Like so many others of the earliest known of our native flowers, our present species came to the botanists of Europe from Virginia, and was therefore named Iris Virginica by Linnaeus. Pursh also found the plant during his wanderings, and, sup' ing it to be different from that described by Linnaeus, named it Irisprismatica, in allusion to the prismatic shape of the ovary (Fig. 4). The Linnaean name, however, prevails, as I. Virginica and I. prismatica are now believed to be identical, although Mr. Baker, author of a monograph on Iridaceae, and the most recent authority on these plants, maintains that the I. Virginica of Linnaeus has nothing to do with our plant, being, in his opinion, only a variety of I. versicolor, and that, therefore, our Boston Iris should be called by Pursh's name, I. prismatica. But however this may be, it certainly cannot be denied that the generally accepted botanical name of our plant gives no idea of its graphical range, as the species is northern rather than southern. Dr. Chapman embraces it in his "Flora of the Southern United States," and locates it in "swamps, North Carolina, Tennessee, and northward." Prof. Wood says it is found from "Massachusetts to New Jersey." It is also found in Maine, and extends west to Lake Michigan. It might be looked for in the northern parts of Ohio and Indiana, but it is not in any collector's lists from these states that we know of. The popular name of the plant is the "Boston Iris," and this is much more appropriate, in reference to its geographical centre, than "Vir-p-inian Iris," which name it also sometimes receives.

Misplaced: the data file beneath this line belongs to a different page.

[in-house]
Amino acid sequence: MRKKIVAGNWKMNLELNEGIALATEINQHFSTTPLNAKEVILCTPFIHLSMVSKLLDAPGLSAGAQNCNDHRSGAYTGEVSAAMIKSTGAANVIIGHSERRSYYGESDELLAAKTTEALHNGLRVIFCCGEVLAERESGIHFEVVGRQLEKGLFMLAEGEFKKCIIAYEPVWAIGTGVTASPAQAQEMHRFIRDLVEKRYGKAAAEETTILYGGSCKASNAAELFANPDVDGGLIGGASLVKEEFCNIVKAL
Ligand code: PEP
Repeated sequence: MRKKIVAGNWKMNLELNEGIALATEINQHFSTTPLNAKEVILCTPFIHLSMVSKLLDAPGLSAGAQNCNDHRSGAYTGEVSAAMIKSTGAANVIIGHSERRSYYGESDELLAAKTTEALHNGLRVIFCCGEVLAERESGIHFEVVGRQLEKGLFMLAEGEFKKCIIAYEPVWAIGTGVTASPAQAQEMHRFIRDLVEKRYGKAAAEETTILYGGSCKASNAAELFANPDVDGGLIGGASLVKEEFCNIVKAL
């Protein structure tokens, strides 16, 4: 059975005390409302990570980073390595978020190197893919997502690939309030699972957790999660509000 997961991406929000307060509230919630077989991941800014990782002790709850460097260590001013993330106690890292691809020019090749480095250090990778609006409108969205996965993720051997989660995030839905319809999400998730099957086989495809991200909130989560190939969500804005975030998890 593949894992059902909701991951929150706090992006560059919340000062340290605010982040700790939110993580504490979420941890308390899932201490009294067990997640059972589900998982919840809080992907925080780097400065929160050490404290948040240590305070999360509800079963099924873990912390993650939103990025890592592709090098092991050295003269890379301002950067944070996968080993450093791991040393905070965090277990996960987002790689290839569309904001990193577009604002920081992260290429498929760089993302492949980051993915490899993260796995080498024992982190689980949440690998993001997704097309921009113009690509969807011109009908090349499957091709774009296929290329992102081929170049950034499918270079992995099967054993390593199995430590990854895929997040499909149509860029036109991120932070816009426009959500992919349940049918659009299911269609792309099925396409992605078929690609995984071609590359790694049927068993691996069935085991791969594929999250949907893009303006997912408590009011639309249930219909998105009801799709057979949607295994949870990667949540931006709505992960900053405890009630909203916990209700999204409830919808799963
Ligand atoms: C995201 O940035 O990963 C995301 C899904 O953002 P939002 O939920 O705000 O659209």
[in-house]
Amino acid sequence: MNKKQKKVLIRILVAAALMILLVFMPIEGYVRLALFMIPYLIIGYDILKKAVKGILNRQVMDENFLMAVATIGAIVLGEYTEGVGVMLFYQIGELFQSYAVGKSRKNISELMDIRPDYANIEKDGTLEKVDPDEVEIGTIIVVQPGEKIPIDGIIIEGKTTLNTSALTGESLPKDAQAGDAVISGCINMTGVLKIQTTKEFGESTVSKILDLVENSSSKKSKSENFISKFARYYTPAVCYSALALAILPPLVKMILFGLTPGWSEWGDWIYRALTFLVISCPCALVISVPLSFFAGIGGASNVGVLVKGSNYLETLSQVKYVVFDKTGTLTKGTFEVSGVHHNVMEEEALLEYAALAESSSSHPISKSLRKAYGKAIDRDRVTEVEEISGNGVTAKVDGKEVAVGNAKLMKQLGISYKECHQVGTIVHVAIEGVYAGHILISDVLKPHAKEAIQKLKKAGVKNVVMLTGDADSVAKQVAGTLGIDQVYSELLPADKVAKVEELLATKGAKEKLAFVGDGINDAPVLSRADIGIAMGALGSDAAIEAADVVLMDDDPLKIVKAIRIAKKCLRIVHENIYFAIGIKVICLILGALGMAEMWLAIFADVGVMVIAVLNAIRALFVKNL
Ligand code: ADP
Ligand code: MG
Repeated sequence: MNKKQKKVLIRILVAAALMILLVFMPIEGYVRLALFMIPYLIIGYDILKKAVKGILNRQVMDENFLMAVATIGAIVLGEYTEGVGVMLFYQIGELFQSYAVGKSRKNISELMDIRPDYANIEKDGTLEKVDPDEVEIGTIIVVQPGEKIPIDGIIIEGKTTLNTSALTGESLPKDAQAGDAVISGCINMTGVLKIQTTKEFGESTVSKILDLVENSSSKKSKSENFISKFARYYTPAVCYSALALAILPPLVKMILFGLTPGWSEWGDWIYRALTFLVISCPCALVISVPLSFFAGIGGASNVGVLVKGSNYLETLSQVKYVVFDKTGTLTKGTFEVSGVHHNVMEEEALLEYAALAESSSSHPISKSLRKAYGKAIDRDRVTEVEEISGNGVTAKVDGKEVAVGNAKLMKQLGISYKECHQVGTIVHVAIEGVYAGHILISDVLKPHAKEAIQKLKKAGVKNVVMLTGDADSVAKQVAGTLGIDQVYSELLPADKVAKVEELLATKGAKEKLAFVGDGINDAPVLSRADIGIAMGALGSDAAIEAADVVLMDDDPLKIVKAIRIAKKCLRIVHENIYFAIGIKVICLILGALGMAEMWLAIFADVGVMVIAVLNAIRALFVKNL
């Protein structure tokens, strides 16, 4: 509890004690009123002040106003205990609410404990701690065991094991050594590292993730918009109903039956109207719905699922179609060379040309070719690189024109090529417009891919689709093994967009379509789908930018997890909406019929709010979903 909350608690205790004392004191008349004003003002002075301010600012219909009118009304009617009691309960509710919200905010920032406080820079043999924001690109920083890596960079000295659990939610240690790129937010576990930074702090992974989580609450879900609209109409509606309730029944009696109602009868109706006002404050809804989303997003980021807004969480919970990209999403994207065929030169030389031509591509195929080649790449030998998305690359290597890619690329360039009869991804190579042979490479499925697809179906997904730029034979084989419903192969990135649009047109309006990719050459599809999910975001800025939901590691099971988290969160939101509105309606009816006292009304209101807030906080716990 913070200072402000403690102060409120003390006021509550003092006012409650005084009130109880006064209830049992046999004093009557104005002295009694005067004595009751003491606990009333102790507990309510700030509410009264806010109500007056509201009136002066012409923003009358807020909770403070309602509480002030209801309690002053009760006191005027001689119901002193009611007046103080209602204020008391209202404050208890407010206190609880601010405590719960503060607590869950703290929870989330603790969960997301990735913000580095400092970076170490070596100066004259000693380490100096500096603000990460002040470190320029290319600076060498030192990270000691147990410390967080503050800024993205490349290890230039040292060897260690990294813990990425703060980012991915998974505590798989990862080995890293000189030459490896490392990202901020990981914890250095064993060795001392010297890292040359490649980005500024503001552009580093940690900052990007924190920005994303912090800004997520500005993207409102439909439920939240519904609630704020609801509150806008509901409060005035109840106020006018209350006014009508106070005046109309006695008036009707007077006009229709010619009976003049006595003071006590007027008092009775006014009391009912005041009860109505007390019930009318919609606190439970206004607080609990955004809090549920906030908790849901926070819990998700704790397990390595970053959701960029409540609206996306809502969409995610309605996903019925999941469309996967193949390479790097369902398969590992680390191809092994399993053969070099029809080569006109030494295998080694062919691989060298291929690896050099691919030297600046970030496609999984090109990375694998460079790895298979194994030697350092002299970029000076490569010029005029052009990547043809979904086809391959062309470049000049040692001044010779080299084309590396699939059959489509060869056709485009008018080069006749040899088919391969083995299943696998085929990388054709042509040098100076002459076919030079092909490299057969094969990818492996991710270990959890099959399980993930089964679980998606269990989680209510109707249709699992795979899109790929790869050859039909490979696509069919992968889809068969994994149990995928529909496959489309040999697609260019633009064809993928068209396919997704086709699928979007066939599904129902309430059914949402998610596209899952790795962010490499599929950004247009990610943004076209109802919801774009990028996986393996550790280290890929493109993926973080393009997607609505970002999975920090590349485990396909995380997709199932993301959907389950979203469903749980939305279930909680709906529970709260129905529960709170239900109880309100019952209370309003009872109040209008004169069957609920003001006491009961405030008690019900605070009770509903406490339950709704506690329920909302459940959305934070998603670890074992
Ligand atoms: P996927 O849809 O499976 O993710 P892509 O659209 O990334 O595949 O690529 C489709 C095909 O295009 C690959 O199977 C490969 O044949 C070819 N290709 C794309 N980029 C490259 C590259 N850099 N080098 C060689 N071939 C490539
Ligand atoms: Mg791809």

The place of growth of the Boston Iris is generally in swamps. In New Jersey and Delaware it is often found blooming in very dry placgs, but the nature of these places makes it evident that water stands in them in winter. All the authors who mention it, speak of it as growing in wet or muddy places, with the exception of Mr. Ruger, who, in a note to the "Bulletin of the Torrey Botanical Club," in the volume for 1875, says that it grows on rocks at New Durham, in the State of New York, in company with Silene inflata. But whatever may be the circumstances under which it is forced to exist in a state of nature, there is no doubt that it prefers dry, rich garden ground to the swampy places in which it is originally found. Our Boston Iris is, indeed, one of the prettiest of cultivated plants. It blooms in June, and the flowers follow one another in close succession, keeping up the display for several weeks. The flowers produce seed in great abundance, and seedlings could no doubt be easily raised, but the plants can be propagated more readily by dividing the rhizomas or creeping stems. In English gardens our species was under cultivation before the year 1758.
The fertilization of the plant is a very interesting process to the student. From the arrangement of the stamens and pistils, it might be supposed that its pollen cannot reach the stigma without external aid. But the writer of this, for the purpose of keeping off the insects, placed fine gauze bags over some flowers which were about to expand, and yet these flowers produced perfect seed as well as those which had not been protected. We can infer from this that there is something still to be learned in regard to the fertilization of our species.
The flower stem has a much more branching character than the size of our page would permit us to show, but the peculiarly wavy or twisted growth of the branchlets, which, together with the delicate, narrow leaves, is very characteristic of this species, is well shown on the plate.
Our drawing is from a Massachusetts specimen, kindly furnished by Mr. Jackson Dawson.
1. Rhizoma, with a primary and secondary terminal growth, from the latter of which the flower-stem will grow the next year.
2. Branchlet, showing flower in bloom with an unopened bud.
3. 15ranchlet, showing that the first flower is faded before the second is ready to expand.
4. Cross section of the ovary.